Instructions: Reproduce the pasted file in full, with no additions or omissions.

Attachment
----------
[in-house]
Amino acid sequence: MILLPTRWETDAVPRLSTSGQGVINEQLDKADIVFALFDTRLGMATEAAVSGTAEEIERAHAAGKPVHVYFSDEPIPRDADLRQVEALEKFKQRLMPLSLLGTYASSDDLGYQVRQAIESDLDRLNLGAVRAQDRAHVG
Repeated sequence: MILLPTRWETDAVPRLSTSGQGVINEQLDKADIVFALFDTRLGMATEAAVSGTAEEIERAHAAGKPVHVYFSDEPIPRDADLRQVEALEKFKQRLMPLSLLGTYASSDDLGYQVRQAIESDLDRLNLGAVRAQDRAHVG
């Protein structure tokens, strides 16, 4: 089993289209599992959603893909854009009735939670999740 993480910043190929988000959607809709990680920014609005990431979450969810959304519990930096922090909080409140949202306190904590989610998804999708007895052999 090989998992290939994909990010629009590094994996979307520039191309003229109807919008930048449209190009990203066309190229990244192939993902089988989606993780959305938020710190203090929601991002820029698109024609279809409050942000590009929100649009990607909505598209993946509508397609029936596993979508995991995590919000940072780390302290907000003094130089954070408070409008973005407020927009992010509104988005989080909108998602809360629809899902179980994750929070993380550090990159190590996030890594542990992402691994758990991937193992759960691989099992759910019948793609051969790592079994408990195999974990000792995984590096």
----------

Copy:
[in-house]
Amino acid sequence: MILLPTRWETDAVPRLSTSGQGVINEQLDKADIVFALFDTRLGMATEAAVSGTAEEIERAHAAGKPVHVYFSDEPIPRDADLRQVEALEKFKQRLMPLSLLGTYASSDDLGYQVRQAIESDLDRLNLGAVRAQDRAHVG
Repeated sequence: MILLPTRWETDAVPRLSTSGQGVINEQLDKADIVFALFDTRLGMATEAAVSGTAEEIERAHAAGKPVHVYFSDEPIPRDADLRQVEALEKFKQRLMPLSLLGTYASSDDLGYQVRQAIESDLDRLNLGAVRAQDRAHVG
């Protein structure tokens, strides 16, 4: 089993289209599992959603893909854009009735939670999740 993480910043190929988000959607809709990680920014609005990431979450969810959304519990930096922090909080409140949202306190904590989610998804999708007895052999 090989998992290939994909990010629009590094994996979307520039191309003229109807919008930048449209190009990203066309190229990244192939993902089988989606993780959305938020710190203090929601991002820029698109024609279809409050942000590009929100649009990607909505598209993946509508397609029936596993979508995991995590919000940072780390302290907000003094130089954070408070409008973005407020927009992010509104988005989080909108998602809360629809899902179980994750929070993380550090990159190590996030890594542990992402691994758990991937193992759960691989099992759910019948793609051969790592079994408990195999974990000792995984590096």